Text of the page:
Beyond a wholesome discipline, be gentle with yourself.
You are a child of the universe no less than the trees and the stars;
you have a right to be here.
And whether or not it is clear to you,
no doubt the universe is unfolding as it should.

Therefore be at peace with God,
whatever you conceive Him to be.
And whatever your labors and aspirations,
in the noisy confusion of life,
keep peace in your soul.

With all its sham, drudgery, and broken dreams,
it is still a beautiful world.
Be cheerful. Strive to be happy.

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Portraits of People Who Mean Something, Part 1

Focusing on composition and catching people in their natural state of being. Kind of like a fly on the wall but right in front of them. Planning on a series of this so it should be fun! I’m not really in the mood to get super complicated with equipment, film, etc right now in my life so this is a happy medium. Yay for cell phone art!

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Sleepy in Seattle

The recent emotional upheaval in my life has rekindled my drive towards artistic ambidexterity. Although I like to think of myself as a talented designer and creative marketer, there’s something to be said about pursuing something for the sheer love and thrill of it…not worrying about branding it, hanging it up in a gallery, or hoping that someone else loves it as much as I do. Enter love #2, love #3, and love #4 of my life: photography, illustration, and dance…all of which I resolve to do much more of in the upcoming year. Although I haven’t necessarily been repressed or restricted from practicing them, I have definitely been a little more preoccupied with work and love these past few years.

Today I’ve had a little bit of fun in downtown Seattle with my Android app RetroCamera. I’m hoping to catch the sunrise tomorrow morning in town before my plane heads out.

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Homelessness in Los Angeles

Living in mid-city Los Angeles I frequently face the issue of homelessness. My particular section of Wilshire, called Miracle Mile, has a few regulars. When it gets too hot out, they chase the shade with all of their earthly possessions. When it gets too cold out they huddle in thick blankets and build forts out of cardboard boxes and newspapers.

Yesterday, in my privileged state of being, I was enjoying a hot cup of tea while reviewing some reading for my public relations class. I love to people watch so I get very distracted if a tea house begins to fill out with transient or purposeful souls who are looking for a quick respite from their everyday routine. I stared at my book but opened my ears and listened to a man who had just sat down to converse with a woman at a nearby table.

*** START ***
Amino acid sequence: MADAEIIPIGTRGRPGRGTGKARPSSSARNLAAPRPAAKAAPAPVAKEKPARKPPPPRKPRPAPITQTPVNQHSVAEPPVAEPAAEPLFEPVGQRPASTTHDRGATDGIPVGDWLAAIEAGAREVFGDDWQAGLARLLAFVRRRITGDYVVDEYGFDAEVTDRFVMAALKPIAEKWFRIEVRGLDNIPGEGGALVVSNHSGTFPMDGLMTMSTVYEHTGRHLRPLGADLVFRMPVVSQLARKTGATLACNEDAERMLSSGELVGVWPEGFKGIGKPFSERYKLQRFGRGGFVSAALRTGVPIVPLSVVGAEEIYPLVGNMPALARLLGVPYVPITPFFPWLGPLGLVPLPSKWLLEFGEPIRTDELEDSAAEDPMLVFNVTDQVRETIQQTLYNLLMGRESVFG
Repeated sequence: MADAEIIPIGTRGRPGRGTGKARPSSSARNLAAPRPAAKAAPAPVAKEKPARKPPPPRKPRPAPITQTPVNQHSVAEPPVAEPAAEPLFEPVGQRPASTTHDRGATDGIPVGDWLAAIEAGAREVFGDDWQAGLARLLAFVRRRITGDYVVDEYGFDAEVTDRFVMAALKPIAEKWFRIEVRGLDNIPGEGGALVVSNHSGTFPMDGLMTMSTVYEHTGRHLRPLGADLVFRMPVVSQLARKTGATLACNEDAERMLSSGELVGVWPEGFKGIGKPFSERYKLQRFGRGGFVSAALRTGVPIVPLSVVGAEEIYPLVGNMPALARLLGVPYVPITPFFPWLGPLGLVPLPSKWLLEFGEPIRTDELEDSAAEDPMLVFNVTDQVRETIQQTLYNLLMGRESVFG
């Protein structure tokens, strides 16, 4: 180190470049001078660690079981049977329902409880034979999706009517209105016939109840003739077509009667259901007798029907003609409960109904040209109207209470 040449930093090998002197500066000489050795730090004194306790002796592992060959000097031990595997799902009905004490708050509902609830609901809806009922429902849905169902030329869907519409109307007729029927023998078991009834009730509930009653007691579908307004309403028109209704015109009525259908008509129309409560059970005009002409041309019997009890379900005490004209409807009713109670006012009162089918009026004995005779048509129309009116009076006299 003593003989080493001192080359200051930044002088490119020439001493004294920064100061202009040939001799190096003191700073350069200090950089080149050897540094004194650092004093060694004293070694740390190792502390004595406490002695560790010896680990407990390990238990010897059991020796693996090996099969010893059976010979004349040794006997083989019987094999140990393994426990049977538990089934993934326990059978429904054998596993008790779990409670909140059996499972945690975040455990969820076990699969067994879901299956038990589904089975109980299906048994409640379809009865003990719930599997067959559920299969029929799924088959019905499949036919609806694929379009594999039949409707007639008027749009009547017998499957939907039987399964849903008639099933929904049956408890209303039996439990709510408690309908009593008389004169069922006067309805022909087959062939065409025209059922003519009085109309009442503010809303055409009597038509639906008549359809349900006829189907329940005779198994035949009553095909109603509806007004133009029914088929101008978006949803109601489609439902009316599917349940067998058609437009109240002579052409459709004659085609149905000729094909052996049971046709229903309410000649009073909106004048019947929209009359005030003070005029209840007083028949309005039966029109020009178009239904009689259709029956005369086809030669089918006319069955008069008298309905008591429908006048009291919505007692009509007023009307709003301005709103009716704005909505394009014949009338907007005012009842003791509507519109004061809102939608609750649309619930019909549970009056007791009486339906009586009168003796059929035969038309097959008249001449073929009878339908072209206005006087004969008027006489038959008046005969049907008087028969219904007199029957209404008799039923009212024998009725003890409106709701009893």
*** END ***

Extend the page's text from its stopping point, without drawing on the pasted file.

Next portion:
“This is the time of day I hate the most” he says.

“What do you mean?”

“…Night. It’s when I can’t go home, because I don’t have one.”

“Oh.”

“It’s the stigma of being homeless, I guess.”

They sat in silence for a few minutes before he got bundled up and left the coffee shop to seek temporary shelter elsewhere.

Homelessness is an unfortunate reality here in Los Angeles. With it comes a myriad of social stigmas, psychiatric issues, and financial ramifications. I try to help as much as I can by giving out food. (Unfortunately, that is not always the preferred method of dealing with the homeless.) I purposefully don’t finish my Subway footlong or carry an extra full bag of groceries hoping that I will be able to help someone for just a few hours with their problems. Sometimes when a homeless person is refused service inside of a coffee shop or convenience store I try to speed through my checkout just so that I could hand them a small gift card…but they’ve usually already snuck away. What breaks my heart the most is watching other people ignore their cries for help.

The only real difference between the sheltered and the homeless are four walls. The fact that my mother was on the brink of homelessness when she and her eight other siblings were orphaned at a young age probably have something to do with my hypersensitivity of this issue. It is a large-scale problem with multiple variates, and it requires the attention from and coordination of many different societal institutions to fully address. I hope that one day, somehow, the playing field will level, but I suppose that transcends our current material world. After all, some people can still feel spiritually or emotionally homeless within their own home.

Do what you can…and do something!